Submitted by Charlotte Wile - November 10, 2010
1.2 There were two responses to the April 5, 2010 minutes:
(Note: Examples in Ann's paper are labeled here as AHG)“In marking off the vertical units of time, it is not the horizontal bar line or the ‘tick’ marks that show the beat, the count of 1, 2, 3, etc. These signs are dividers, the moment of the beat comes just after the bar line or tick mark. A small amount of space on the page has to exist to represent that moment, that time unit, visually. (See Your Move, 2008 page 275.) Thus, for example, the foot hook or end of a contact bow needs to be placed in this small area, Ex. 1a and 1b. This fact, long agreed upon, has been missing from the Labanotation textbooks. My apologies.”
1.5 The group had questions about this idea.
1.6 Mira: We don’t teach that or write that way, but I think I understand what Ann means. When we write an accent sign we put it a little bit above the line. (E1a)
1.29 In Ann’s paper (page 1) she says,
“Let us go over again what the symbol of 3a represents. The base of the direction symbol represents (and must represent) the moment the foot contacts the floor, 3b. This is true whatever the part of foot it might be. For the tap dancer, that is the moment the tap sound is heard, i.e. on the beat.”
1.30 Ray: If the support direction symbol touches the tick mark or measure line, then this statement disagrees what Ann wrote earlier in her the paper (paragraph 1.4 above). In that case the timing would begin slightly after the beginning of the symbol.
1.33 On page 1 in her paper Ann says, “Before a travelling step takes place, the moving leg needs to advance in the appropriate direction in preparation for taking weight; at the same time the center of gravity (CofG) moves beyond centered balance toward the new support. In the notation of 3c, the arrow shows where this is understood to take place.”
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1.38 The group discussed zed carets, e.g., as in Ann’s 3g.
1.41 Mei: The distance of the step is affected by the use of the zed caret. Stepping on the same spot will make the step smaller. If no zed caret is used, then the step may or may not be on the same spot.
1.44 Ray: Assume the zed caret means there is a connection or phrasing between the gesture and the step. Does that mean that when there is no zed caret, there is not a connection?
“But when consecutive steps occur, the center of weight will be moving into the direction of the next step. Thus the moment of the CofG being centered must occur before its displacement into the direction of the next step, as shown in 4b. Exactly where this point of balance occurs will depend on: a) the speed and b) the style of the movement. Because it is a passing event, it has not seemed important, to date, to pin it down precisely. However, as indicated in 4b, we have the means to be precise. Probably a larger basic unit for each beat (count) would be needed."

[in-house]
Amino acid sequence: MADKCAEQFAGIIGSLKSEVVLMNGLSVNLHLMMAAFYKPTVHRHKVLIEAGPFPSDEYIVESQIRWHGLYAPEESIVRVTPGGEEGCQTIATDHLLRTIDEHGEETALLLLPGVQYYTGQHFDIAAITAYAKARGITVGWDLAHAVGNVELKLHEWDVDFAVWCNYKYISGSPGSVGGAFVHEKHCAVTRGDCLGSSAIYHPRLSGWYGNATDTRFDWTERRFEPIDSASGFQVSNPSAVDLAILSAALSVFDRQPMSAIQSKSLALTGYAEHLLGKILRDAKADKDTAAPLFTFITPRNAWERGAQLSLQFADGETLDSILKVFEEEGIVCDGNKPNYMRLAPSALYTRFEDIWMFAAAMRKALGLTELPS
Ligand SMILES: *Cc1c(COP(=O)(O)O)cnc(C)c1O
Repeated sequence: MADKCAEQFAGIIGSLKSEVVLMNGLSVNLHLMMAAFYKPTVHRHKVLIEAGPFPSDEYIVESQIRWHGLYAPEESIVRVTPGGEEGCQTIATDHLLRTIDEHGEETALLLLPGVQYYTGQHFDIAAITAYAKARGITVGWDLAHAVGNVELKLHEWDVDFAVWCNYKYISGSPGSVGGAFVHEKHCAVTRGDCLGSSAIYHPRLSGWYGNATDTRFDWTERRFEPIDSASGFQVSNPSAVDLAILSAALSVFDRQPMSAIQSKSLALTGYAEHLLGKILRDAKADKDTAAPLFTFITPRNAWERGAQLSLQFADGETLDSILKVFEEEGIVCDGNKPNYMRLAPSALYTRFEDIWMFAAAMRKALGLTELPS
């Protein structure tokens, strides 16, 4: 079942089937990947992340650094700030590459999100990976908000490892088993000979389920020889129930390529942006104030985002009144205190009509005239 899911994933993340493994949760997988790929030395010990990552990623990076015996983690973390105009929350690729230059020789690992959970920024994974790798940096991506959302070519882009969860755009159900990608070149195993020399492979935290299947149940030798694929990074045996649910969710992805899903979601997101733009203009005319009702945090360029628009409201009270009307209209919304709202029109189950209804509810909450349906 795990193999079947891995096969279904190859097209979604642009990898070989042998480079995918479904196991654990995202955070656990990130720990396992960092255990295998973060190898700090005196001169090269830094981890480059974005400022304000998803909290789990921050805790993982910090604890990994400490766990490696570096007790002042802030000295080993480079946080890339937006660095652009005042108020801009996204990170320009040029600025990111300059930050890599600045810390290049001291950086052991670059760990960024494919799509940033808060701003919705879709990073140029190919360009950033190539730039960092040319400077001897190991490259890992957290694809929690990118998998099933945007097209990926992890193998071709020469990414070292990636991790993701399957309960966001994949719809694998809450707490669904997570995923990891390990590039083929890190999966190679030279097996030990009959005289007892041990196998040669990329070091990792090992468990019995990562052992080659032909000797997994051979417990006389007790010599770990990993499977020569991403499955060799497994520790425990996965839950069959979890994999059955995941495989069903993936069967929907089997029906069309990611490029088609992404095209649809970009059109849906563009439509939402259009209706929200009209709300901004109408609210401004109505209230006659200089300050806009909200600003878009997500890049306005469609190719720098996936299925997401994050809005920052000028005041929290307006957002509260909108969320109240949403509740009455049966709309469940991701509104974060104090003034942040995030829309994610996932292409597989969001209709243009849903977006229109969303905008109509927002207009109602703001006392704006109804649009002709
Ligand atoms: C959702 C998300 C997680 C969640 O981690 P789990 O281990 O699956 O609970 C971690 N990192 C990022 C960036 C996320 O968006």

"In the case of fast, swaying steps, the weight may never be centered. Ex. AHG 5a shows a typical example; there is not time to produce full transferences of weight. By throwing the torso weight from side to side, as in 5b, a moment of being centered can be achieved.”
1.51 Charlotte: Is there an assumed timing for when the centering occurs? At the April 5 meeting everyone seemed to think there is one, although there was some discussion about whether it occurs 1/2 way into the support sign or 1/3 way into the support sign. In contrast, in her paper Ann is saying that is not so. She says the point of balance is not assumed; it depends upon the context of the movement.
1.65 Ray: The examples Lynne has given are correct. You see those variations of the movement all the time in ballet class. However, those are just individual interpretations of the movement. What is written on the page is what is supposed to be done. If you want all those variations as possibilities, then that must be stated in the notation.
“Ray, Mira, and Mei pointed out that the rule about center occurring ½ way into the step has been changed. In Guest, Labanotation, page 127 it says that it is ½ way.” I read the referenced page several times but found nowhere this statement. Though it would have been much simpler looking it up if you’d cited the text and/or stated which figure you were referring to, I suppose you meant the explanation about Fig.190a. But here AHG* writes: “At (ii) the weight is transferred half way” (italics by me).In other words, the weight is not fully centered at the half of the direction sign, but only half way, because the direction sign is followed by a body hold when the movement stops and the weight finally arrives “centered”. In this page AHG says nothing about when the weight is centered during a step. (190.a was used to explain the step-gesture rule, also confirming her stand in opposition with Knust and Szentpál on élancé and coupé.)”
1.76 Caity pointed out that AHG 190a is a concluding step, so János was correct in his reading of Ann’s statement. In her paper Ann differentiates between concluding steps and consecutive steps.
1.78. Charlotte: I now see that János is correct about how Ex. 190a in Labanotation should be interpreted. However, it is interesting to note that everyone at this meeting was taught the centering occurs 1/2 way into a step. Where did this idea come from? Perhaps centering needs to be explained more clearly in the texts.
1.80 Charlotte said that P.W. Pluto presents an interesting case. He wants to notate tango movement. For him the issue of where center comes seems very important, even though he is a beginning/intermediate student.
1.83 Ray: We are discovering new possibilities for writing because of issues that have come up and have never been addressed.